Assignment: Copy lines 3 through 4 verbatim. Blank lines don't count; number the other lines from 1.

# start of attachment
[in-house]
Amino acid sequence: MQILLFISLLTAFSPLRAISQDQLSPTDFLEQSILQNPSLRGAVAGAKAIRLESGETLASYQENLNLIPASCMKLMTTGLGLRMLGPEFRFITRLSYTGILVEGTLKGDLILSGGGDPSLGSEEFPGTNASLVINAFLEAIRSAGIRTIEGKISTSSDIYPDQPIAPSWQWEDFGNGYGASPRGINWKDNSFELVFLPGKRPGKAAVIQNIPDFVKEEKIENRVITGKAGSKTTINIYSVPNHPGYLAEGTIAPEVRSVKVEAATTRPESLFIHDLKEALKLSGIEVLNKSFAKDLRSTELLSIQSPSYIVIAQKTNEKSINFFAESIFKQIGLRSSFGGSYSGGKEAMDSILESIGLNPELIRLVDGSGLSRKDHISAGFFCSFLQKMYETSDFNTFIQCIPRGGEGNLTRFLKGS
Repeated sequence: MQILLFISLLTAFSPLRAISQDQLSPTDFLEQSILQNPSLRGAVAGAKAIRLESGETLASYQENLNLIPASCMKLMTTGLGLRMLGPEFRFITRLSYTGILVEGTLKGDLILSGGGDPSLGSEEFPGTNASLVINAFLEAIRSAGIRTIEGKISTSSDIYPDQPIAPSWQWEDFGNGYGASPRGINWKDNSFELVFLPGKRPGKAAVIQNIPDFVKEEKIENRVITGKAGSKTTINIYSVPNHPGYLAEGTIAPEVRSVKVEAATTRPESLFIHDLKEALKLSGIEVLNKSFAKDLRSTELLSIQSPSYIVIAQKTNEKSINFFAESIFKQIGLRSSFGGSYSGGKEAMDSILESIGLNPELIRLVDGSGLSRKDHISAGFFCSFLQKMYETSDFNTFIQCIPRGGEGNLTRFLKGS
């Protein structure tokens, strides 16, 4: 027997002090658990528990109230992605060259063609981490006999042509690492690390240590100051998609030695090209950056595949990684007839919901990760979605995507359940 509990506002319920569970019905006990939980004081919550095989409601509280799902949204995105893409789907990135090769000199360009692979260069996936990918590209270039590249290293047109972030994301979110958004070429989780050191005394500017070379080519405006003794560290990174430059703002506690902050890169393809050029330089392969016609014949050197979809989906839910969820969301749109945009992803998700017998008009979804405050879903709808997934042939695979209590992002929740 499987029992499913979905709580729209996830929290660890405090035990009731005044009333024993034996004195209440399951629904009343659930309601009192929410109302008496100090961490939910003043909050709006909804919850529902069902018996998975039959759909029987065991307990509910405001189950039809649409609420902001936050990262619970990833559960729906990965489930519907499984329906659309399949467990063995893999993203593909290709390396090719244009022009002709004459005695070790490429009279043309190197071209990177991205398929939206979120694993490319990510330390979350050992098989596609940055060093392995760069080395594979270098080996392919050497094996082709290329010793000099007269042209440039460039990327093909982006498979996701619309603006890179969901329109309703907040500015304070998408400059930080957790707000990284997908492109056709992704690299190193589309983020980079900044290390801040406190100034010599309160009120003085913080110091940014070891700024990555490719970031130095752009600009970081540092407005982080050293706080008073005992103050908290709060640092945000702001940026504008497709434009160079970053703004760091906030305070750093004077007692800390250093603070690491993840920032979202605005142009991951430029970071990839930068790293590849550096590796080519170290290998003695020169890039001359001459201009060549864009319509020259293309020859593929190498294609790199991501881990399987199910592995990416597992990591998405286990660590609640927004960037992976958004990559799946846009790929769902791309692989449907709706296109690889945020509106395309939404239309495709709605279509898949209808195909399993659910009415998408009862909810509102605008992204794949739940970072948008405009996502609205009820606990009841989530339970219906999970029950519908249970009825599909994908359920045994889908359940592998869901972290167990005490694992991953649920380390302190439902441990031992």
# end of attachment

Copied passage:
Repeated sequence: MQILLFISLLTAFSPLRAISQDQLSPTDFLEQSILQNPSLRGAVAGAKAIRLESGETLASYQENLNLIPASCMKLMTTGLGLRMLGPEFRFITRLSYTGILVEGTLKGDLILSGGGDPSLGSEEFPGTNASLVINAFLEAIRSAGIRTIEGKISTSSDIYPDQPIAPSWQWEDFGNGYGASPRGINWKDNSFELVFLPGKRPGKAAVIQNIPDFVKEEKIENRVITGKAGSKTTINIYSVPNHPGYLAEGTIAPEVRSVKVEAATTRPESLFIHDLKEALKLSGIEVLNKSFAKDLRSTELLSIQSPSYIVIAQKTNEKSINFFAESIFKQIGLRSSFGGSYSGGKEAMDSILESIGLNPELIRLVDGSGLSRKDHISAGFFCSFLQKMYETSDFNTFIQCIPRGGEGNLTRFLKGS
């Protein structure tokens, strides 16, 4: 027997002090658990528990109230992605060259063609981490006999042509690492690390240590100051998609030695090209950056595949990684007839919901990760979605995507359940 509990506002319920569970019905006990939980004081919550095989409601509280799902949204995105893409789907990135090769000199360009692979260069996936990918590209270039590249290293047109972030994301979110958004070429989780050191005394500017070379080519405006003794560290990174430059703002506690902050890169393809050029330089392969016609014949050197979809989906839910969820969301749109945009992803998700017998008009979804405050879903709808997934042939695979209590992002929740 499987029992499913979905709580729209996830929290660890405090035990009731005044009333024993034996004195209440399951629904009343659930309601009192929410109302008496100090961490939910003043909050709006909804919850529902069902018996998975039959759909029987065991307990509910405001189950039809649409609420902001936050990262619970990833559960729906990965489930519907499984329906659309399949467990063995893999993203593909290709390396090719244009022009002709004459005695070790490429009279043309190197071209990177991205398929939206979120694993490319990510330390979350050992098989596609940055060093392995760069080395594979270098080996392919050497094996082709290329010793000099007269042209440039460039990327093909982006498979996701619309603006890179969901329109309703907040500015304070998408400059930080957790707000990284997908492109056709992704690299190193589309983020980079900044290390801040406190100034010599309160009120003085913080110091940014070891700024990555490719970031130095752009600009970081540092407005982080050293706080008073005992103050908290709060640092945000702001940026504008497709434009160079970053703004760091906030305070750093004077007692800390250093603070690491993840920032979202605005142009991951430029970071990839930068790293590849550096590796080519170290290998003695020169890039001359001459201009060549864009319509020259293309020859593929190498294609790199991501881990399987199910592995990416597992990591998405286990660590609640927004960037992976958004990559799946846009790929769902791309692989449907709706296109690889945020509106395309939404239309495709709605279509898949209808195909399993659910009415998408009862909810509102605008992204794949739940970072948008405009996502609205009820606990009841989530339970219906999970029950519908249970009825599909994908359920045994889908359940592998869901972290167990005490694992991953649920380390302190439902441990031992």